Faculty of Science

How one meteorite can reveal a major part of Martian history

Dr. Desmond Moser and scanning electron microscope

Dr. Desmond Moser

by Mitchell Zimmer

When Desmond Moser of the Earth Sciences Department wanted to see if Western's Zircon & Accessory Phase Laboratory (ZAPLab) could be used to analyze Martian meteorites he didn’t suspect that the sample he had chosen would resolve an age dating conundrum. He chose the meteorite from the collection housed in the Royal Ontario Museum (ROM) because it was messy. “It was a beautiful meteorite that hadn’t been studied before and probably wasn’t highly sought after because it was so shocked,” says Moser. “It was one of the most shocked of that family of meteorites, but actually it has to be messed up before you can separate the signals and geochemistry.”

The shock was the result of the Martian rock being impacted by a meteor with enough force to eject it off of Mars and out of orbit until it made its way to Earth.

Drawing on a number of techniques from researchers assembled from ROM, the University of Wyoming, UCLA and the University of Portsmouth, the team began to analyze the specimen in a slightly different way. “We tweaked the techniques and added some new ones,” says Moser.  Previously, samples would be crushed to release grains of crystals which would then be separated manually to yield clean geochemical signals.  The new techniques take a thin slice of the meteorite and study the individual grains within by using beams of electrons and ions as narrow as one tenth of the width of a human hair.   The data gathered from Western’s  ZAPLab, one of the few electron nanobeam dating facilities in the world, revealed the growth histories of individual crystals. The team then combined this data with isotope dating methods (such as the measuring the decay of uranium to lead for example), but used a recently developed non-destructive technique that gently liberates atoms from the crystal surface using a focused beam of oxygen ions.  The results from those tests were then compared to similar samples found here on Earth. “What we’ve done is use these different techniques on the rock so you can relate the value you get for that crystal to the value you get for that crystal in a context.”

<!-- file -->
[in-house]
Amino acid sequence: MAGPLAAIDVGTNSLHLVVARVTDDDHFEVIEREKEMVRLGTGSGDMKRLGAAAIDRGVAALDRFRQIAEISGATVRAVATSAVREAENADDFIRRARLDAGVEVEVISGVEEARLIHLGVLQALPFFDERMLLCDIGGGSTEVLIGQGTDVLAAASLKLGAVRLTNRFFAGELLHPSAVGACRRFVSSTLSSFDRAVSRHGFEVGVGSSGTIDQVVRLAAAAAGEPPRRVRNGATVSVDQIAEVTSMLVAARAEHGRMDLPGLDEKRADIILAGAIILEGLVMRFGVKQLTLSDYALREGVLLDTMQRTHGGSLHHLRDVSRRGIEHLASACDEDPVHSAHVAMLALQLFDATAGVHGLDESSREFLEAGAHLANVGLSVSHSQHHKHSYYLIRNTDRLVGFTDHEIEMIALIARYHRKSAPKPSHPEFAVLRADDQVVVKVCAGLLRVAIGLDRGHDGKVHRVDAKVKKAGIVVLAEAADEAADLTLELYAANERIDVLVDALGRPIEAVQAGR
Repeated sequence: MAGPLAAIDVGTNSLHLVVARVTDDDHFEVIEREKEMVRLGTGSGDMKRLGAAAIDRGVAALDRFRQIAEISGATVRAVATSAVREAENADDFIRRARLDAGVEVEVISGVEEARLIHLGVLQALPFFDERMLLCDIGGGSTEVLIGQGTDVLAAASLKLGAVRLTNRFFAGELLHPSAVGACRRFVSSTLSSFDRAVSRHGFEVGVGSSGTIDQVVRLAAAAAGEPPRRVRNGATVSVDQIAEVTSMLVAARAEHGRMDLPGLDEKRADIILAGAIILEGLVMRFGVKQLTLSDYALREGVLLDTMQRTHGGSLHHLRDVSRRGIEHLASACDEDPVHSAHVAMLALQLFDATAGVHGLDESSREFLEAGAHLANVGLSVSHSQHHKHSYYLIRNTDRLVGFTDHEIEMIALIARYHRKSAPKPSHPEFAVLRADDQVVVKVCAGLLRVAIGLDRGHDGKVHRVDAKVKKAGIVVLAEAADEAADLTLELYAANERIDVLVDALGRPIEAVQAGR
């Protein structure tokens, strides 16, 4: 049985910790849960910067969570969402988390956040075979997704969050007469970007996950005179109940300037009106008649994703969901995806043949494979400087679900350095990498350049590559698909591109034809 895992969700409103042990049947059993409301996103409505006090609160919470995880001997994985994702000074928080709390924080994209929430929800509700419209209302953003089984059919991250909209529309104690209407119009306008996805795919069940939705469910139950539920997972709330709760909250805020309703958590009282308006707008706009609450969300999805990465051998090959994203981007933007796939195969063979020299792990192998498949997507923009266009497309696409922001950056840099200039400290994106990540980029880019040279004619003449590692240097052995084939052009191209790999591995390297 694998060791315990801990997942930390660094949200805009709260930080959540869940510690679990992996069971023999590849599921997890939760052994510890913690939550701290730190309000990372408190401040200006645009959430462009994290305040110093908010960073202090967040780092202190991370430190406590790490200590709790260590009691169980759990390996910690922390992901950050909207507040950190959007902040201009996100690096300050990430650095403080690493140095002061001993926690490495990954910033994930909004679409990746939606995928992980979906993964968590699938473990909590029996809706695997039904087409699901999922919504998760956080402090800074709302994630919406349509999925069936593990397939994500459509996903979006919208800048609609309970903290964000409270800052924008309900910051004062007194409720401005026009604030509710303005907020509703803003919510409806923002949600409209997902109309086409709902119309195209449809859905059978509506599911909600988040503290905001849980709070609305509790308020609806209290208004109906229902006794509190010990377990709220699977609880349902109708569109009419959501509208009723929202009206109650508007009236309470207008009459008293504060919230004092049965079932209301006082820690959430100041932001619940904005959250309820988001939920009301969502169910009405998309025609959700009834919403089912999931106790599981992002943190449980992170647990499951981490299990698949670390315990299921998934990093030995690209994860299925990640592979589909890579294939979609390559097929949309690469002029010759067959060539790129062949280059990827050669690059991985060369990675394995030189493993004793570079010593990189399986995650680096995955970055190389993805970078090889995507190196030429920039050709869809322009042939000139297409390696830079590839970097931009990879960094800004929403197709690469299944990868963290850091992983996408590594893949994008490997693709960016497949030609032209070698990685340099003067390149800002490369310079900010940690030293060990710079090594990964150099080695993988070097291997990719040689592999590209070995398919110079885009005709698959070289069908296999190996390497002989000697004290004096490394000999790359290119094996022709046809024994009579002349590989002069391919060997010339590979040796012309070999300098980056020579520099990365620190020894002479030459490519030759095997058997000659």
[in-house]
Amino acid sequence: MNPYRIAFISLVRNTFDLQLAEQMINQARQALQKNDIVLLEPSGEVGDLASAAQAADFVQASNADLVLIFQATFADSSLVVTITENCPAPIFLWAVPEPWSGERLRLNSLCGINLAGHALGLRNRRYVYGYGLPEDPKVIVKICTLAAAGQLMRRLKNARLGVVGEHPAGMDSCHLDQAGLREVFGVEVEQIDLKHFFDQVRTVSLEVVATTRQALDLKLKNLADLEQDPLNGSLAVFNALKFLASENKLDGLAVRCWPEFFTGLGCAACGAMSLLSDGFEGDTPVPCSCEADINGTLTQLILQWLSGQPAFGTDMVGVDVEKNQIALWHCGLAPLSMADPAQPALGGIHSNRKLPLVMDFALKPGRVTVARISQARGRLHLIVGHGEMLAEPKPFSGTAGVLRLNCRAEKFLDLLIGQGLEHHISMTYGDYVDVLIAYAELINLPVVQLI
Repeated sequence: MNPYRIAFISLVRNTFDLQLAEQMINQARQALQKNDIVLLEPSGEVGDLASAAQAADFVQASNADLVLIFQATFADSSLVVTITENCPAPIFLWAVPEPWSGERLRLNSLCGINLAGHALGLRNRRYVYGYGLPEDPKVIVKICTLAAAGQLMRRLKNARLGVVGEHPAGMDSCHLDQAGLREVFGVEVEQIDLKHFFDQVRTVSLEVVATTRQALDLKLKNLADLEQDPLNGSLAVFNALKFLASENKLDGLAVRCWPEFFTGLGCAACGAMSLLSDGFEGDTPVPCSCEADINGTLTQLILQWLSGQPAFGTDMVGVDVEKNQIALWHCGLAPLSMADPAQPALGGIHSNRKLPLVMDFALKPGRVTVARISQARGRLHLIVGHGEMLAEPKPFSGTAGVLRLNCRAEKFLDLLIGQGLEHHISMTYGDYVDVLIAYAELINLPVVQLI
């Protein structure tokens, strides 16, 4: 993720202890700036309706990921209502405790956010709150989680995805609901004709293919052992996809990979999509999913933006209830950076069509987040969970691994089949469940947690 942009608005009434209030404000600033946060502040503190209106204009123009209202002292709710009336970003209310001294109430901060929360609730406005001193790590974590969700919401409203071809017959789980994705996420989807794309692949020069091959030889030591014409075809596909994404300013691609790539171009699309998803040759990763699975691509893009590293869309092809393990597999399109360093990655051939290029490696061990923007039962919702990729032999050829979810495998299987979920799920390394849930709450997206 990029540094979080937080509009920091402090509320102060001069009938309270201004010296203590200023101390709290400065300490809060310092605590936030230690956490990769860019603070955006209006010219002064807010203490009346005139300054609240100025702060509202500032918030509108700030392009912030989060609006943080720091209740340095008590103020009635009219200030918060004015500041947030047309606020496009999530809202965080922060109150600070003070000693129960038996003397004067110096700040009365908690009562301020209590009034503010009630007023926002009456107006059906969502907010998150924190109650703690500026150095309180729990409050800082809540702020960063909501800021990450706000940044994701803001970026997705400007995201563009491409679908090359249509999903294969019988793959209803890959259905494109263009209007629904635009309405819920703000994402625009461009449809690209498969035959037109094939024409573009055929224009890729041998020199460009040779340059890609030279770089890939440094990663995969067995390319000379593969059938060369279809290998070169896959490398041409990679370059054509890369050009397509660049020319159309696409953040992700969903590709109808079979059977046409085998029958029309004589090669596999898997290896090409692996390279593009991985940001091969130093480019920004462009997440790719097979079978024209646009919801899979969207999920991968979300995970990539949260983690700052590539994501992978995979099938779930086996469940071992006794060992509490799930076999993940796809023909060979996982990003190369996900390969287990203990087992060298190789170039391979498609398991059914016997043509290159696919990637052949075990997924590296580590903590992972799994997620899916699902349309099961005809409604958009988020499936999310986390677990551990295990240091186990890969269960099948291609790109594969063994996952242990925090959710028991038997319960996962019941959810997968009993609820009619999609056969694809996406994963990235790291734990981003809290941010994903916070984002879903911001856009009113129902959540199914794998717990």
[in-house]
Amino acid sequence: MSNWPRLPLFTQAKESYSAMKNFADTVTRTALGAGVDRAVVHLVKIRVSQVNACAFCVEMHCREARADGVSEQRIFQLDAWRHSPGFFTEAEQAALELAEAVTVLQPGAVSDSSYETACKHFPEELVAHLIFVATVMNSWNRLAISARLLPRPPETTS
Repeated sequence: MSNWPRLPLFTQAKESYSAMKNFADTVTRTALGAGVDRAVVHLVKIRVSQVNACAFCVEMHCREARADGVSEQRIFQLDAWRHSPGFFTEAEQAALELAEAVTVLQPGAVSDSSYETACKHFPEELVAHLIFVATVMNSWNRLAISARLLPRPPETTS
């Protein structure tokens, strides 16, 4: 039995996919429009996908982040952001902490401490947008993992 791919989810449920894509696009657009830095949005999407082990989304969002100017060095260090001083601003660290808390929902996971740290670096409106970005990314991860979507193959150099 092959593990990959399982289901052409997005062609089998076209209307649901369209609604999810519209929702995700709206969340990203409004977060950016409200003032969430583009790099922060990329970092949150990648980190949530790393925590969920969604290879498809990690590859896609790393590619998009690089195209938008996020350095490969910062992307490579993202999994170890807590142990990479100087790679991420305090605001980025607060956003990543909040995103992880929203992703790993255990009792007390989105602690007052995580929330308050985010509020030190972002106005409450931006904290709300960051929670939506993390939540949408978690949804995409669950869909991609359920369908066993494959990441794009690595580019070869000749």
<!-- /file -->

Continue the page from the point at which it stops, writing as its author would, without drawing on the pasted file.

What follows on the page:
The results turned out more like a detective story than Moser expected.  The clues taken from different grains throughout the sample revealed that the meteorite started over 200 million years ago as a lava flow on Mars which picked up some other tiny crystals indicating deep hidden layer beneath the surface around four billion years old.  Other measurements indicated that while the meteorite was launched from the surface of Mars, other crystals formed less than 20 million years ago and could have originated near the supervolcanoes at the Martian equator. “That’s what kind of blows me away about it,” adds Moser.  “You can take a small piece of meteorite and reconstruct a major part of how its parent planet worked for most of its history.  It’s pretty amazing how much information is archived in rocks.”

The ZAPLab takes advantage of a distinct trait of zircon. “The oldest known pieces of our planet are zircons,” explains Moser.  “The ultimate survivor microminerals are zircons, that’s why it’s so important.”  Geologists have detected early earth zircons, which are 4.3 billion years old, in ancient sediment.  The chemical composition of these grains was used to determine when the Earth was cool enough to have oceans and therefore cool enough to have life.  “All that information hinges on that mineral zircon.”

The published study served also as a test case. “We’re integrating material science techniques and surface science techniques on natural materials which is a growing field in all of geology and planetary science.  We look specifically at the minerals, the phases , and the potential crystals you can get ages from. ... It is a bit of a niche but we’re in the front of groups doing that.”  One of the benefits of working on such a complex meteorite, besides solving the Martian meteorite age conundrum, is that it served as a worst case scenario. As Moser says, “If we can figure it out in this rock, then we can figure it out in pretty much any rock.”

The plan is now to analyse a number of meteorites ranging from “early solar system condensates to pieces of the moon.”  Moser’s group has preliminary results back from a number of those studies and are currently writing up papers for publication.

For more information about the study see "Western-led 'international beam team' solves Martian meteorite age puzzle"